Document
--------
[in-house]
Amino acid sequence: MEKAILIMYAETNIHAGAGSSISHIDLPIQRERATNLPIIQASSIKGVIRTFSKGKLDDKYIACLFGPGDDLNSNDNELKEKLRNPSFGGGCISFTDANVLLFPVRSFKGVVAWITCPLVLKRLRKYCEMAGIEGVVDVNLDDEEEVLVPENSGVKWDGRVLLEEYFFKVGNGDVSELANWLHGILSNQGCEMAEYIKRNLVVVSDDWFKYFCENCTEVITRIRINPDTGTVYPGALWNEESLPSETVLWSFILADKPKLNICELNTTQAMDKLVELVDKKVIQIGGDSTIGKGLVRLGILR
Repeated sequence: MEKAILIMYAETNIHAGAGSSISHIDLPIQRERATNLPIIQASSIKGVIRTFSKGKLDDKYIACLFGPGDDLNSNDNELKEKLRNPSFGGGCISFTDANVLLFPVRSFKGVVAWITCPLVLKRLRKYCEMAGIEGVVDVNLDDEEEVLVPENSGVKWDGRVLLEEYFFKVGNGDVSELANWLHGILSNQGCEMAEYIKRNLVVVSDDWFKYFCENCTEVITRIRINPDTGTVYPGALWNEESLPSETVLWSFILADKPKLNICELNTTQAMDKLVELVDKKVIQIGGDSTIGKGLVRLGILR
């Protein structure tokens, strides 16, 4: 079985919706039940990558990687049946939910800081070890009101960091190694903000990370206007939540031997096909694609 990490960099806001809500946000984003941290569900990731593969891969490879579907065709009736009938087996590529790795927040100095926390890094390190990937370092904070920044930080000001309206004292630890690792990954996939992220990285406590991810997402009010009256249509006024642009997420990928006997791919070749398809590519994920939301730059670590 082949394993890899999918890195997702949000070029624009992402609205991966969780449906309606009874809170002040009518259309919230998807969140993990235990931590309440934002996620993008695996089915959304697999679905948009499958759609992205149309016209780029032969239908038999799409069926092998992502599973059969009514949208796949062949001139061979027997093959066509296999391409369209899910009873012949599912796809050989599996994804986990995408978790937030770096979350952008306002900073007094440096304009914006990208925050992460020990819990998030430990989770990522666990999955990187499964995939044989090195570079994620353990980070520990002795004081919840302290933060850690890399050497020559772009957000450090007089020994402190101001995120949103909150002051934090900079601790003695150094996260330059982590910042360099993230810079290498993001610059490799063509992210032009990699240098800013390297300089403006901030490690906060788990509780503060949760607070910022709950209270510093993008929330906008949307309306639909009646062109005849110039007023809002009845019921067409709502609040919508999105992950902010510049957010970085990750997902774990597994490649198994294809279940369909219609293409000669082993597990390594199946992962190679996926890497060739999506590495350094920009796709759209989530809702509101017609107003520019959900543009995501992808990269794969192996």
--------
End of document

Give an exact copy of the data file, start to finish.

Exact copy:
[in-house]
Amino acid sequence: MEKAILIMYAETNIHAGAGSSISHIDLPIQRERATNLPIIQASSIKGVIRTFSKGKLDDKYIACLFGPGDDLNSNDNELKEKLRNPSFGGGCISFTDANVLLFPVRSFKGVVAWITCPLVLKRLRKYCEMAGIEGVVDVNLDDEEEVLVPENSGVKWDGRVLLEEYFFKVGNGDVSELANWLHGILSNQGCEMAEYIKRNLVVVSDDWFKYFCENCTEVITRIRINPDTGTVYPGALWNEESLPSETVLWSFILADKPKLNICELNTTQAMDKLVELVDKKVIQIGGDSTIGKGLVRLGILR
Repeated sequence: MEKAILIMYAETNIHAGAGSSISHIDLPIQRERATNLPIIQASSIKGVIRTFSKGKLDDKYIACLFGPGDDLNSNDNELKEKLRNPSFGGGCISFTDANVLLFPVRSFKGVVAWITCPLVLKRLRKYCEMAGIEGVVDVNLDDEEEVLVPENSGVKWDGRVLLEEYFFKVGNGDVSELANWLHGILSNQGCEMAEYIKRNLVVVSDDWFKYFCENCTEVITRIRINPDTGTVYPGALWNEESLPSETVLWSFILADKPKLNICELNTTQAMDKLVELVDKKVIQIGGDSTIGKGLVRLGILR
């Protein structure tokens, strides 16, 4: 079985919706039940990558990687049946939910800081070890009101960091190694903000990370206007939540031997096909694609 990490960099806001809500946000984003941290569900990731593969891969490879579907065709009736009938087996590529790795927040100095926390890094390190990937370092904070920044930080000001309206004292630890690792990954996939992220990285406590991810997402009010009256249509006024642009997420990928006997791919070749398809590519994920939301730059670590 082949394993890899999918890195997702949000070029624009992402609205991966969780449906309606009874809170002040009518259309919230998807969140993990235990931590309440934002996620993008695996089915959304697999679905948009499958759609992205149309016209780029032969239908038999799409069926092998992502599973059969009514949208796949062949001139061979027997093959066509296999391409369209899910009873012949599912796809050989599996994804986990995408978790937030770096979350952008306002900073007094440096304009914006990208925050992460020990819990998030430990989770990522666990999955990187499964995939044989090195570079994620353990980070520990002795004081919840302290933060850690890399050497020559772009957000450090007089020994402190101001995120949103909150002051934090900079601790003695150094996260330059982590910042360099993230810079290498993001610059490799063509992210032009990699240098800013390297300089403006901030490690906060788990509780503060949760607070910022709950209270510093993008929330906008949307309306639909009646062109005849110039007023809002009845019921067409709502609040919508999105992950902010510049957010970085990750997902774990597994490649198994294809279940369909219609293409000669082993597990390594199946992962190679996926890497060739999506590495350094920009796709759209989530809702509101017609107003520019959900543009995501992808990269794969192996």